The Bureau of Economic Analysis reported a gross domestic product increase of 2.1% at an annual rate in the third quarter, down from 6.7% in the second quarter and 6.3% during the first quarter, the U.S. Department of Commerce announced Wednesday. Initial estimates put GDP growth at 2% for the third quarter.

The report cites a reimplementing of COVID-19 restrictions in parts of the country where cases are rising while loans to businesses, state grants and household social benefits decreased or stopped entirely.

If a rise in COVID-19 cases and the effects of inflation are minimal, economists expect a solid result in the fourth quarter, according to the Associated Press.

Economists expect that this latest rise in COVID-19 cases, specifically the Delta variant, will not have as much of an effect on consumer spending, which accounts for 70% of economic activity.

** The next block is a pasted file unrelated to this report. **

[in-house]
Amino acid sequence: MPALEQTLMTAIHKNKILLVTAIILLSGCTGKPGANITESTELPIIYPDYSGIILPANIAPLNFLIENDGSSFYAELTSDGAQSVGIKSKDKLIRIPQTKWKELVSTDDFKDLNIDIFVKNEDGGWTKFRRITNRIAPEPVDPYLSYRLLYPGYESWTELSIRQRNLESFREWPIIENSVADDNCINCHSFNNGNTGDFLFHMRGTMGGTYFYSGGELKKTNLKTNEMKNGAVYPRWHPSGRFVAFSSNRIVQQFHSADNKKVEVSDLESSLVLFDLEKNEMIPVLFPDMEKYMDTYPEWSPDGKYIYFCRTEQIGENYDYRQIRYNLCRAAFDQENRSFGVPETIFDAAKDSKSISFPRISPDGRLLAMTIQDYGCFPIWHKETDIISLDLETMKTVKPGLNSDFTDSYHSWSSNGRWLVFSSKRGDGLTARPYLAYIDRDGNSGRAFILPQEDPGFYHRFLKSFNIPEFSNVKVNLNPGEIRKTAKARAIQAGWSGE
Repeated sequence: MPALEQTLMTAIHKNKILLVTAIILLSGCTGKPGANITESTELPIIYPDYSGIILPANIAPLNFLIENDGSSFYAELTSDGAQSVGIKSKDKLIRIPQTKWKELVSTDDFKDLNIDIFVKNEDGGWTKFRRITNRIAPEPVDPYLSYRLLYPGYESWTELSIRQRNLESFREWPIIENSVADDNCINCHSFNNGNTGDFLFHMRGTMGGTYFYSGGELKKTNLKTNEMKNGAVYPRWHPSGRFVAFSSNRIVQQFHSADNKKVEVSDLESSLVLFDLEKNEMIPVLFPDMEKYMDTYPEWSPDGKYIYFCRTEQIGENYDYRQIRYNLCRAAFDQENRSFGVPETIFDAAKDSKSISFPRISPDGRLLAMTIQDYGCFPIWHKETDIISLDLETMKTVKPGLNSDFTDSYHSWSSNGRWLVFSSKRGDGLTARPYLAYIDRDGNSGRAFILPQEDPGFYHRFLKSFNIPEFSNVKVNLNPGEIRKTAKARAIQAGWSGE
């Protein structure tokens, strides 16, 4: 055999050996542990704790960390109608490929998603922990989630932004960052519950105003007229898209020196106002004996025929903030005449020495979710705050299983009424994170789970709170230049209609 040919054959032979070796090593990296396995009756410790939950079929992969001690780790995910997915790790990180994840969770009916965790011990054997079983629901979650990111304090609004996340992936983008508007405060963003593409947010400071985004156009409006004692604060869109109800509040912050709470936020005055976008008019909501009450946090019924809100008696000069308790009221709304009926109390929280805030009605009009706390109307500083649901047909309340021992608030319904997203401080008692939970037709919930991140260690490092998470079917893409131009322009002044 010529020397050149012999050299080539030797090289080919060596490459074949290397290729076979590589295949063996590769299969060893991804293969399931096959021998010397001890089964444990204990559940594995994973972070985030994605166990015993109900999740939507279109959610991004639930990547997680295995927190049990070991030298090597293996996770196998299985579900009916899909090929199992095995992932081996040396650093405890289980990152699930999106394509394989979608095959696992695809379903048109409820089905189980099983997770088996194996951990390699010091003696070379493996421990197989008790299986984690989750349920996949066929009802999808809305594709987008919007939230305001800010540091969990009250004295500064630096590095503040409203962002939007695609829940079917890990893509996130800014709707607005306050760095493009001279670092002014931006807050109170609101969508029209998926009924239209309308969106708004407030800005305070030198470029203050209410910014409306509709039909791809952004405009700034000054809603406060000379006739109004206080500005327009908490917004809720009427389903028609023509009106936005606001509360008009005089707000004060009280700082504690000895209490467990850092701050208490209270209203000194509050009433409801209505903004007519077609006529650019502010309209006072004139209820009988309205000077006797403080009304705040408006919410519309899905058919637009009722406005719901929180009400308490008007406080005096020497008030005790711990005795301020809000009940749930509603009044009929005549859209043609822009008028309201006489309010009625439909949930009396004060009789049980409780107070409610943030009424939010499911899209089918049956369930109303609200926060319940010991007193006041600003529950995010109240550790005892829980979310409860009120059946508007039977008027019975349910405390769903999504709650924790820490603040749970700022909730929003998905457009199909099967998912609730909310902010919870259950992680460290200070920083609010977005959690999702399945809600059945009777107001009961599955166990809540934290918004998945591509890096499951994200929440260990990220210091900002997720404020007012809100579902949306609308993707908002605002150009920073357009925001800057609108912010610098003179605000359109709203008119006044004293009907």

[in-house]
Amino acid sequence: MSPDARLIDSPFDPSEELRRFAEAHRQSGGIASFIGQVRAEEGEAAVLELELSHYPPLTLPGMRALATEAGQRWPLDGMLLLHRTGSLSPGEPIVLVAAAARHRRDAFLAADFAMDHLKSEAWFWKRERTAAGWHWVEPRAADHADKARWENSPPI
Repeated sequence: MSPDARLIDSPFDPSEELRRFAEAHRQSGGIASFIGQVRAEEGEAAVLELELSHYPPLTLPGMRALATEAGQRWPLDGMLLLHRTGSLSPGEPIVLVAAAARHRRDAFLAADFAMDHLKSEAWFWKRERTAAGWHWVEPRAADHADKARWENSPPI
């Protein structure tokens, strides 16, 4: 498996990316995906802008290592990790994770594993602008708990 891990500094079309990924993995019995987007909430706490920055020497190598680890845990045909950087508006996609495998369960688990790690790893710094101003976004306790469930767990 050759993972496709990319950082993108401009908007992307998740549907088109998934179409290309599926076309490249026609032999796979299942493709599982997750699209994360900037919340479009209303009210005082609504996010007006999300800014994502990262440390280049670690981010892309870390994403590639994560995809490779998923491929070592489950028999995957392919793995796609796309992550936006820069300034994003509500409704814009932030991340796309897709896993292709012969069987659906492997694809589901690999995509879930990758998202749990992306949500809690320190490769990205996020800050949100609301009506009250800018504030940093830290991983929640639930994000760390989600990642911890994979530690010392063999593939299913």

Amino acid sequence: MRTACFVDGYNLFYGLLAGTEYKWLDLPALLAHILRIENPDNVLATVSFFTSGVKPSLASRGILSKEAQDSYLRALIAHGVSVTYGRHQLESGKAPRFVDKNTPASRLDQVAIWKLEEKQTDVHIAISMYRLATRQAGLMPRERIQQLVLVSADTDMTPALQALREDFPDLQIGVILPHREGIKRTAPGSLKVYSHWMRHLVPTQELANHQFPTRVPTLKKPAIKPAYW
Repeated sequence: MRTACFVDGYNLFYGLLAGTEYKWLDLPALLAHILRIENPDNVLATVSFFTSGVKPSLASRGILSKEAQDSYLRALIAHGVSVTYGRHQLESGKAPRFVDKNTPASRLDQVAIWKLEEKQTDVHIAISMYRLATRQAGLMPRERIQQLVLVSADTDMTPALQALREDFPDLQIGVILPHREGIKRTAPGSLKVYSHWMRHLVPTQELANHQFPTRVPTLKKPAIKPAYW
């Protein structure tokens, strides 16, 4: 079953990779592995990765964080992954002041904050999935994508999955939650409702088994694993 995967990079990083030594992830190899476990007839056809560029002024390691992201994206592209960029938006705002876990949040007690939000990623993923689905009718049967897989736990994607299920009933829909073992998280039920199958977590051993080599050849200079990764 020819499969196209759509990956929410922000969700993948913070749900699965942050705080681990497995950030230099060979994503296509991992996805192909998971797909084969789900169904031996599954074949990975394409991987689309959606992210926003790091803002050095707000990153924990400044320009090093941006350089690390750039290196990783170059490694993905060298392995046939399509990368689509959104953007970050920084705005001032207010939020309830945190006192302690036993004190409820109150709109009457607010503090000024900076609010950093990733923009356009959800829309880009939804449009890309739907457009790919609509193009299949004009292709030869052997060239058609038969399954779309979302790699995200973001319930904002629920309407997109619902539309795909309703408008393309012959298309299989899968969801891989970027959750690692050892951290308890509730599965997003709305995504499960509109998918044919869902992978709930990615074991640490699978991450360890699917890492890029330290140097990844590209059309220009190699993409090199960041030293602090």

“I think each new wave of COVID cases will be less disruptive to the economy because more people are getting vaccinated,” Mark Zandi, chief economist at Moody’s Analytics, told AP News.

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Dan North, a senior economist at Euler Hermes North America, told International Business Times that “Q3 GDP fell asleep at the wheel,” but indicators pointed to a strong fourth quarter.

“What I have seen is an upturn in high-frequency indicators such as credit card spending, TSA throughput, OpenTable reservations and hotel occupancy. All of those took a dip in Q3 when the Delta variant peaked, which the GDP report confirmed, and they are all turning positive again,” North wrote in an email to IBT.

However, there are factors that could hinder the economy. Inflation, supply chain delays and supply shortages, rising COVID-19 cases and labor shortages because of high resignation rates could affect predictions for a strong fourth quarter.